Hispanic professional society & diversity job fairs at NSHP.org


Coming from corporate sales with IBM, I realized some time ago two things. First, I realized that a corporate position was great in some aspects, but very limiting in others. Second, I realized that if I invested the same time and effort in my own business, that I invested in my corporate position, in the long term, I would be much better off and so would my client base.
Leaving the security of corporate to practice mortgage finance and real estate about twenty (20) years ago, I had a host of additional revelations I will not mention at this time. My polished professional corporate sales training instilled a concept that has become part of me; the meaning of success. To me, success has two components, first the measure of whom I am, compared to who I could be and second, the measure of what I have accomplished compared to what I could have accomplished. This represents my success ratio which I constantly evaluate.
I developed a respectable client base over the years, then entered corporate management. One of many professional mistakes was to continue to give to my trainees, a client here and a client there in an effort to help new trainees get started in the business. After a few years, the revolving employee door spun my clients out of my control resulting in a few dedicated and very profitable professionals who look back at our training and experience with gratitude. Additionally, this left me with a very small following of clients that I serviced to call my own.
I also realized that as a mortgage and real estate professional, I had customers not clients. Attorney's, CPA's, Financial Planners and other professionals have clients. How could I convert my customers to clients? A client is one who depends upon and hires a professional that has a high degree of education and/or skill in order to accomplish a specific purpose. Clients tend to depend upon a longer term relationship pursuant to the service or skill provided by the professional than customers who typically participate in a one time or short term activity or transaction.
As in mortgage finance and some real estate transactions, having access to the "client's" financials presented many other opportunities besides just the mortgage or real estate transaction. Many other opportunities besides doing a great job and receiving referral business. At first, I assembled a team of professionals, now I have the expertise to practice other financial offerings to my client as a mortgage and financial advisor. I discovered that client retention increases exponentially, based upon the degree or quality of services I am able to provide for one client. My friend who provides mortgage finance and insurance services has increased retention and residual income substantially. I discovered that once I become a financial resource, my client will contact me for just about any financial transaction or question.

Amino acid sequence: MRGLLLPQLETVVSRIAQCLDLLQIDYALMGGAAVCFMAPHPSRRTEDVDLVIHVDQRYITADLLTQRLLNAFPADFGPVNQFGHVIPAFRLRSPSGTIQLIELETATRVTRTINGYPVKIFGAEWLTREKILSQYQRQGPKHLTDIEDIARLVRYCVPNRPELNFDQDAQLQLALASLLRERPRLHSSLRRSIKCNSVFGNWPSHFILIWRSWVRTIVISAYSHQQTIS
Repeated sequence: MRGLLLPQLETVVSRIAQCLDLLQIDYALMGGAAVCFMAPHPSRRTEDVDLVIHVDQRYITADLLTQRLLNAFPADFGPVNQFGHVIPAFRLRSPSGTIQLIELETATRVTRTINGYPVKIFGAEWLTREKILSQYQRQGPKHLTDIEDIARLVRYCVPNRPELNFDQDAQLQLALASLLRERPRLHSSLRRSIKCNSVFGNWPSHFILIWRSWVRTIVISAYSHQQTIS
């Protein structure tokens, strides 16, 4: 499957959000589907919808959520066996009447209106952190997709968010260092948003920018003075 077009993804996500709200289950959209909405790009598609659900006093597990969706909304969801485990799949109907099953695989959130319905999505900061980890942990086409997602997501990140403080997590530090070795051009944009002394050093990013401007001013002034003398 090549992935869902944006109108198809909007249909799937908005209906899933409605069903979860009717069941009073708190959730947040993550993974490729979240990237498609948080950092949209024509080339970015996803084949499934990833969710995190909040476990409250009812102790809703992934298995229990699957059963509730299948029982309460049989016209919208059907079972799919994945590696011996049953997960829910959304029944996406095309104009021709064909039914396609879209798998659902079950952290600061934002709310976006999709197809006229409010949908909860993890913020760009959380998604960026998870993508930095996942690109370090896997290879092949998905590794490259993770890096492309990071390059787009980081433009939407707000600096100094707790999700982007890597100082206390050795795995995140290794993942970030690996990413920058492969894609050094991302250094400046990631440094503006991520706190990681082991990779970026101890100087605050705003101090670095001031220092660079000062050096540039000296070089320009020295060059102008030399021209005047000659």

I have discovered some interesting ways in approaching prospects that help to set me apart from my competition - do you think this would be important in this economy? IN A DOWN ECONOMY, GOOD SALES PERSONS DO EXTREMELY WELL AND THEIR COMPETITION BEGINS TO DECREASE.
If my client has a financial need, I can provide that need or refer my client to a professional who can. In this economy, many of my clients have mortgage debt, installment and credit card obligations along with the increasing sense of insecurity in meeting those obligations in the long term.
Prior to my fact finding meeting, I do what good financial professionals do. I meet with my prospect and learn all about their financial goals, where they are now, where they want to be, how they plan on getting there and what their priority concerns are. My first meeting is rarely to sell a product or provide a service for a fee.
I let them know that I have a strategy that can completely eliminate all their debt, including mortgages, installment and consumer debts in a very short period of time - all without having to refinance, increase income or change their lifestyle, all with their existing income.
When my clients reach that level of trust, I become their financial resource. My priority is the suitability and best interest of my clients - the money will come. If I become transactional, focusing on my potential earnings, my perspective changes and the client will sense this prospective breach of my fiduciary duty.
This recession is driving a greater number of clients who need my service. If you are an insurance, real estate, mortgage, financial professional or any other professional dealing with the financial needs of individuals and families, I suggest you join me and refuse to participate in this recession. As you begin to develop a set of additional skills and services to provide for your clients or customers add this one to your set. In your lack of participation in this recession, take your clients with you!!!
Carlos Martinez, J.D.
Mortgage & Financial Advisor

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Comment by Ethan I. on May 19, 2009 at 2:35am
Very informative article, thanks for sharing. Meanwhile, recession which hit everyone hard, even the places you would think to be recession proof, like Amish communities. Amish communities interact with the outside world out of necessity, and a lot of Amish fathers look for work in cities to make ends meet. Elkhart Goshen, Indiana, is one such place, and a lot of Amish workers were laid off when RV plants laid off workers or closed. Short term loans aren't exactly going to be what they look to, although some have filed for unemployment benefits, which goes against the grain of not accepting aid. The unemployment rate hits anywhere and everywhere, as there is a need for debt relief even in the Amish communities.

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